If the sun does shine today be aware of warming later in the day on Southerly slopes. 

Poor snowpack structure in Summit Lake. The concern is that the snowpack in the Southern end of the pass is very similar to this and a trigger spot may still be found.

 

It can be hard to remember that under all the hard wind affected snow and crusts there is a slab over buried weak layers. 

 

Additional Concern
  • Cornice
    Cornice
Cornice
Cornice Fall is the release of an overhanging mass of snow that forms as the wind moves snow over a sharp terrain feature, such as a ridge, and deposits snow on the downwind (leeward) side. Cornices range in size from small wind drifts of soft snow to large overhangs of hard snow that are 30 feet (10 meters) or taller. They can break off the terrain suddenly and pull back onto the ridge top and catch people by surprise even on the flat ground above the slope. Even small cornices can have enough mass to be destructive and deadly. Cornice Fall can entrain loose surface snow or trigger slab avalanches.
More info at Avalanche.org

Many cornices are quite large. Temperatures have been cool lately but as we head into warmer, sunnier weather remember this can help de-stabilize them. As always, give cornices plenty of space and limit exposure underneath them.

Weather
Thu, March 29th, 2018

Yesterday was partly to mostly cloudy in the morning becoming overcast in the afternoon. There were a few snow showers. Temperatures were in the mid 20Fs to mid 30Fs. Winds were light and variable. Overnight skies were mostly cloudy and temperatures were in the 20Fs and winds remained light.

Today will be mostly to partly cloudy with a chance of snow showers. Temperatures will be in the 20Fs to low 30Fs. Northwest winds will be light. Tonight will be mostly cloudy with a continued chance of snow showers, temperatures in the 20Fs and light winds.

Tommorrow clouds decrease and skies clear for the weekend. As high pressure sets up there is an increased chance of outflow winds impacting the area. Clear and sunny looks to be the pattern into next week. Time to do some spring snow dances!  

PRECIPITATION 24-hour data (6am – 6am)

  Temp Avg (F) Snow (in) Water (in) Snow Depth (in)
Center Ridge (1880′)  29  0  0  76
Summit Lake (1400′)  31  0  0  30
Alyeska Mid (1700′)  30  0  0  72

RIDGETOP 24-hour data (6am – 6am)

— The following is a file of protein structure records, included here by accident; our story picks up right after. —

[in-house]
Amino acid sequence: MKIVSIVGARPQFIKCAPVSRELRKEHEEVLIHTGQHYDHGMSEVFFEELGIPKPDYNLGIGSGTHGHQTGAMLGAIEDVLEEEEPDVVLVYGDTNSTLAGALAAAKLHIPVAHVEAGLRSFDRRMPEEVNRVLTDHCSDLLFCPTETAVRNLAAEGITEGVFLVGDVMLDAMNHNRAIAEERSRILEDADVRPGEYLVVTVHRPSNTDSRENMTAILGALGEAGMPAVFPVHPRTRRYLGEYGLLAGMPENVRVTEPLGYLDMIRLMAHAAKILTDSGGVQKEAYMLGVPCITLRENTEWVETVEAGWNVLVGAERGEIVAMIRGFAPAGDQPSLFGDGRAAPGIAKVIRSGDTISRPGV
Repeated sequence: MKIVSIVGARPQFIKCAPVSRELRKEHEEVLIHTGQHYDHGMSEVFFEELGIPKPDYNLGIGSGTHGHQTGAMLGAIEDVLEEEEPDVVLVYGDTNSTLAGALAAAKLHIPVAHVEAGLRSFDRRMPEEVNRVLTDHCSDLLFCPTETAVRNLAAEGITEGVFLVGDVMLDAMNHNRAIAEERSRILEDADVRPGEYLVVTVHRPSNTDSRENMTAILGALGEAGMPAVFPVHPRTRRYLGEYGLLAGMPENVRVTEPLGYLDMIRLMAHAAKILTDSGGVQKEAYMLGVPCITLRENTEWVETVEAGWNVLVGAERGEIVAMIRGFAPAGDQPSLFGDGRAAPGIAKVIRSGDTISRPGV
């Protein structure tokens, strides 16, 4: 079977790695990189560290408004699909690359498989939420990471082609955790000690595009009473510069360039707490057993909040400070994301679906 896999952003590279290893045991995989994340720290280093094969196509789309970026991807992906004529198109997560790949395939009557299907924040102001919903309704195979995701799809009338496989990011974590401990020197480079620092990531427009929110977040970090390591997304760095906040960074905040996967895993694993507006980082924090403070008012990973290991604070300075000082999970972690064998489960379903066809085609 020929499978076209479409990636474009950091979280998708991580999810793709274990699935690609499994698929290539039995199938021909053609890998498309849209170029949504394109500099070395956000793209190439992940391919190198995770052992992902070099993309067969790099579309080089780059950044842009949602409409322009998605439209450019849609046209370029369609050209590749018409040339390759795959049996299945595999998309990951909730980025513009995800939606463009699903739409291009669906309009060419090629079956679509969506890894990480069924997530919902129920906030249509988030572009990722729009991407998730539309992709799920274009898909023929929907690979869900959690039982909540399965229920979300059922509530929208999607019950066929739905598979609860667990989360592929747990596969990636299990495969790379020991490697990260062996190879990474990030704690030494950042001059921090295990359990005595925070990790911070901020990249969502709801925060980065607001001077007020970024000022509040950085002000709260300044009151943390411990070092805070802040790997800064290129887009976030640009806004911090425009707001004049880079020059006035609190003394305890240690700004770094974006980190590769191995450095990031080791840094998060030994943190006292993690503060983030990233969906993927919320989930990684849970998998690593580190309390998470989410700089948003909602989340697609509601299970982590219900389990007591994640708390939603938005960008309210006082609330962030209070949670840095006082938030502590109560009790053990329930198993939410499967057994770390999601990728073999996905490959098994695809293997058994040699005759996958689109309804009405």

Temp Avg (F) Wind Dir Wind Avg (mph) Wind Gust (mph)
Sunburst (3812′)  22  variable 5    15
Seattle Ridge (2400′)  27   variable  

 2    

 14
Observations
Recent Observations for Turnagain Pass
Date Region Location
12/10/19 Turnagain Avalanche: Tincan and Sunburst from the air
12/10/19 Turnagain Observation: Tincan
12/08/19 Turnagain Avalanche: Tincan
12/06/19 Turnagain Avalanche: Sunburst
12/04/19 Turnagain Observation: Sunburst
12/03/19 Turnagain Observation: Hippy Bowl
12/01/19 Turnagain Observation: Tincan, All elevations
12/01/19 Turnagain Observation: Tincan
11/30/19 Turnagain Observation: Tincan Treeline Plateau/ Common Bowl/ Ridge
11/29/19 Turnagain Observation: Sunburst Ob #2
Riding Areas
Updated Wed, December 11th, 2019

Status of riding areas across the Chugach NF is managed by the Glacier and Seward Ranger Districts, not avalanche center staff. Riding area information is posted as a public service to our users and updated based on snow depth and snow density to prevent resource damage at trailhead locations. Riding area questions contact: mailroom_r10_chugach@fs.fed.us

Area Status Weather & Riding Conditions
Glacier District
Johnson Pass
Closed
Closed.
Placer River
Closed
Closed.
Skookum Drainage
Closed
Closed.
Turnagain Pass
Closed
Closed.
Twentymile
Closed
Closed.
Seward District
Carter Lake
Closed
Closed.
Lost Lake Trail
Closed
Closed.
Primrose Trail
Closed
Closed.
Resurrection Pass Trail
Closed
Closed. Will be open for the 2019/20 season pending adequate snow cover.
Snug Harbor
Closed
Closed.
South Fork Snow River Corridor
Closed
Closed.
Summit Lake
Closed
Closed.

Subscribe to Turnagain Pass
Avalanche Forecast by Email